The average Fijian family lives on A$150 a week. They’re probably not paying Sydney housing mortgage or rental prices but they’re unlikely to be living it up. The great news is that for just $4,997 the head of the family or one of their bright kids can learn all about leadership from our very own Julie Bishop in this five day retreat.
When I bought the Australian Financial Review on the Monday morning following the May 18 Federal election, there was something strange about it. It felt like a small brick. Excited by the prospect of this bumper edition, I sped to my local café for a great morning’s reading. By the time I’d reached page 3, it was clear what had happened. Each sentence was lined with smug. Some particularly heavy pages at the back were recorded in schadenfreude font.
My grandmother died at 61 and my Dad at 67. Both were smokers. They both had choice though my Dad, who lost his leg at 11, probably had less than most after he fell under a Paddington tram. His schooling ended the same day. Travers Beynon has choice and he has chosen not to smoke but he is doing his bit to make sure others do. He owns 300 cigarette vending machines and over 300 franchised FreeChoice outlets. There is even one in my little town. This champion of free choice draws the comparison of his own love of racing cars and explains, “No-one tried to stop me when I started motor racing. If someone says that’s too dangerous, don’t do it. I’d be like…go to hell”. So he is a protector of free will.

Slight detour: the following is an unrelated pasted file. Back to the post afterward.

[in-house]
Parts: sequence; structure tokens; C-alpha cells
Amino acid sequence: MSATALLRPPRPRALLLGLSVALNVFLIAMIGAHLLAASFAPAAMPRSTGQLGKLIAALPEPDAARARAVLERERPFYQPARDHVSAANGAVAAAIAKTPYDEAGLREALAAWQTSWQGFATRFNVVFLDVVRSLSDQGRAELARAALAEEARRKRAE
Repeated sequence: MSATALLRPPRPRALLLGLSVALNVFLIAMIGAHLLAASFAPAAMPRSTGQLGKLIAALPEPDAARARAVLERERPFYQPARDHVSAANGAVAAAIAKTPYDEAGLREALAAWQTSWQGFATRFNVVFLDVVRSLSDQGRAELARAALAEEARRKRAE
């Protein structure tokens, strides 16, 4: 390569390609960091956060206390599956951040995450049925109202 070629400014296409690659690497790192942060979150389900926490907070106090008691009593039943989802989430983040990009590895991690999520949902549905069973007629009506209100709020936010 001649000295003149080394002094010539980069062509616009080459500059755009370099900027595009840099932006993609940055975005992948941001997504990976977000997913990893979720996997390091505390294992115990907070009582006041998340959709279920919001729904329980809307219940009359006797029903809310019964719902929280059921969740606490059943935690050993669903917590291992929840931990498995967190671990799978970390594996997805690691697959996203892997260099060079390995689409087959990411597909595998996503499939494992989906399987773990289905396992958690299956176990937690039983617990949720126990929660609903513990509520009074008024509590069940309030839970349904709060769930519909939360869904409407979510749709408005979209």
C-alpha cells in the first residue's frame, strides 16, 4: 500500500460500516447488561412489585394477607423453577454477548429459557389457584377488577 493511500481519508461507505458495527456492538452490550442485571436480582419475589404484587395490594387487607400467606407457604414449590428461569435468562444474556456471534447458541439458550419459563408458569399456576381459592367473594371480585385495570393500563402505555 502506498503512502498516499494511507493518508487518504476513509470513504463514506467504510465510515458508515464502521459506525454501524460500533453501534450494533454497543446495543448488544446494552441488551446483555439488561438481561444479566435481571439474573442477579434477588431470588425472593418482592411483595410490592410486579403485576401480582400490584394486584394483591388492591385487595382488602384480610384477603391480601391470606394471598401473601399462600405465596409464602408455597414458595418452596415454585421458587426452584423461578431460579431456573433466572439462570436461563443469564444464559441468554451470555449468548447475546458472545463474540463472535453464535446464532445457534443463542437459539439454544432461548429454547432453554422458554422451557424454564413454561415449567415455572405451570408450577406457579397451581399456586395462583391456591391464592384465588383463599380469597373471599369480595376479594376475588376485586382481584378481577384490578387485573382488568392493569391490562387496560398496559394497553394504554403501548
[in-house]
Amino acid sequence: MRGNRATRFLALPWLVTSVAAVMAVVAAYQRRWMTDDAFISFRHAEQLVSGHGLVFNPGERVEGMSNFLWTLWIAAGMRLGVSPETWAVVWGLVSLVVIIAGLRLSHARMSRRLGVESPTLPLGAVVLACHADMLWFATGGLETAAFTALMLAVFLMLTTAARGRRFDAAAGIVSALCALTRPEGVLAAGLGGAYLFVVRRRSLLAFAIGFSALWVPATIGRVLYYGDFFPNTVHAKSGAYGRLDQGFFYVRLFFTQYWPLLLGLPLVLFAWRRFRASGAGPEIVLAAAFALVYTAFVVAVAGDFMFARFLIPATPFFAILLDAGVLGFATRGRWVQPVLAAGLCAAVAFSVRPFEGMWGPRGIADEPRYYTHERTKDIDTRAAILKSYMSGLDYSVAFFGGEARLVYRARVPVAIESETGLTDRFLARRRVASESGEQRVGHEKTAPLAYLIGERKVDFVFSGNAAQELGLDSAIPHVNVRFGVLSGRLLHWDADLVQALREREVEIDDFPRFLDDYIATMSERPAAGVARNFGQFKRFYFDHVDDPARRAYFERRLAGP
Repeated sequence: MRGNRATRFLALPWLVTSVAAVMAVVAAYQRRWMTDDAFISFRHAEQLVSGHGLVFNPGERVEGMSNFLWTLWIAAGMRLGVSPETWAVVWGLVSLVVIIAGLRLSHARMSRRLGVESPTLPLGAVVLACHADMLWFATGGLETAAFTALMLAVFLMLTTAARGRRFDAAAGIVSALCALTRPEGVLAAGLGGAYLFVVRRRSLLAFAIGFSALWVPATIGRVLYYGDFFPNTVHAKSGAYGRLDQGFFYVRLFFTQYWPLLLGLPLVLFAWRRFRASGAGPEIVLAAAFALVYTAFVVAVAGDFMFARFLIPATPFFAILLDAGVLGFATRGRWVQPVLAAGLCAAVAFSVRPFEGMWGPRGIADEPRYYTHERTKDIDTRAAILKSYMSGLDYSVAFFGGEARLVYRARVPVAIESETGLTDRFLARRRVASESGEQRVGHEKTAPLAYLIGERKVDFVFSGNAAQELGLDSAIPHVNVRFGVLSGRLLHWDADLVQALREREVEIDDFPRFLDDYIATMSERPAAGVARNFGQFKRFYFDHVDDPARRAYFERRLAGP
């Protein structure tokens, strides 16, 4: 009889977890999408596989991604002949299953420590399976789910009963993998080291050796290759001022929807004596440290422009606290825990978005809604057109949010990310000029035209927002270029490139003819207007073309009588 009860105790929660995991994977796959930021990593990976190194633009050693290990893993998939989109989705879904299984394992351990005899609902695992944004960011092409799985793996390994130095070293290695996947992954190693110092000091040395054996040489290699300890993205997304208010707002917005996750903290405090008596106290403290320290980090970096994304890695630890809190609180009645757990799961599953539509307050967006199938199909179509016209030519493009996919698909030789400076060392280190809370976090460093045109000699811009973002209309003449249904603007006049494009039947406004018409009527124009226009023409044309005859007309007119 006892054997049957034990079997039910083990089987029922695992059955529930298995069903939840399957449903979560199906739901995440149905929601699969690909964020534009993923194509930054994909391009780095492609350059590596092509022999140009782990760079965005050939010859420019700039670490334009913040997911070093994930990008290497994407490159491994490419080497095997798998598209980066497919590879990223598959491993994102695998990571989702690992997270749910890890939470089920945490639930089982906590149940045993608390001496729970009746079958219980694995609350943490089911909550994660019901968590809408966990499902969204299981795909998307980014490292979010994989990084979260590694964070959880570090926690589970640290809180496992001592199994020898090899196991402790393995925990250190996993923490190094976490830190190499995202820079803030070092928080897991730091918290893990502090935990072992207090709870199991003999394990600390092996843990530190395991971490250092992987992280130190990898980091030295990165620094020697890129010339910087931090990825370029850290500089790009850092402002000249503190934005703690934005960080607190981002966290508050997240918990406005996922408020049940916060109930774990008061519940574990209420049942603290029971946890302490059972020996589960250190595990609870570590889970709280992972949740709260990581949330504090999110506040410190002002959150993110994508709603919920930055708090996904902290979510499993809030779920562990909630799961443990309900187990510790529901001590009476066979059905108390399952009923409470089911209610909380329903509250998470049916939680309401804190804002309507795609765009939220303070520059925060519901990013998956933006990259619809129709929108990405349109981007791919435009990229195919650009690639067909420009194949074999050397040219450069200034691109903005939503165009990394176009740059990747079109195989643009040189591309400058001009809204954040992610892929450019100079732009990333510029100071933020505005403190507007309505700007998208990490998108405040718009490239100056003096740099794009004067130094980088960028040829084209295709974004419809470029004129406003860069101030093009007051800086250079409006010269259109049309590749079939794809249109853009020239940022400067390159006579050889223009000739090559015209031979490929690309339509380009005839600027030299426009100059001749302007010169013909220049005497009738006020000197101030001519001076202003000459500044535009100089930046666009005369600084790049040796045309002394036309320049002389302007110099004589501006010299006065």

He tells us in this Financial Review article, that he’s tried electronic cigarettes but they obviously conflict with the very tight dietary regime he follows. This is essential if he is to maintain his frenetic lifestyle. To charges of misogyny, evident in his Instagram images of women on dog leashes, he tells us his mother was his idol. His grandmother was known as “The General” and typical of the dominant women who shaped his life. It is obvious he cares deeply about the people within his orbit. Almost as much as he does for himself. It is equally obvious that he couldn’t give a damn about anyone else. That’s a free choice.
Relax. Worried about a robot taking your job? Find something else to worry about. They’re going to be our friends. This is the advice contained in a recent report released by lead author David Rumbens of Deloitte Accesss Economics. It’s the latest in the company’s “Building the Lucky Country” series. Surely, this is what you’ve been waiting for; a future mapped out by a leading financial organisation. I spent an exhilerating afternoon reading this page turner late last week and I can’t wait to share my findings.